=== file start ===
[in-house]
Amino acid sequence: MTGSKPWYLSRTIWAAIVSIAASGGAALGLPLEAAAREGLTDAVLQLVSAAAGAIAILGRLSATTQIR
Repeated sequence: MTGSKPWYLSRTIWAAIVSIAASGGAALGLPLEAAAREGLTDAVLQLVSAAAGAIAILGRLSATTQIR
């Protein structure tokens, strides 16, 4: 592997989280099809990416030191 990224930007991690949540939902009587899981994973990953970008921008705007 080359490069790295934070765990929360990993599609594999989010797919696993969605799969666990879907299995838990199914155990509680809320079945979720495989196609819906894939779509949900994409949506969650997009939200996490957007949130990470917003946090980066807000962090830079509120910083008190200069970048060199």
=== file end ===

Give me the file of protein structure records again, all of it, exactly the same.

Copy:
[in-house]
Amino acid sequence: MTGSKPWYLSRTIWAAIVSIAASGGAALGLPLEAAAREGLTDAVLQLVSAAAGAIAILGRLSATTQIR
Repeated sequence: MTGSKPWYLSRTIWAAIVSIAASGGAALGLPLEAAAREGLTDAVLQLVSAAAGAIAILGRLSATTQIR
């Protein structure tokens, strides 16, 4: 592997989280099809990416030191 990224930007991690949540939902009587899981994973990953970008921008705007 080359490069790295934070765990929360990993599609594999989010797919696993969605799969666990879907299995838990199914155990509680809320079945979720495989196609819906894939779509949900994409949506969650997009939200996490957007949130990470917003946090980066807000962090830079509120910083008190200069970048060199």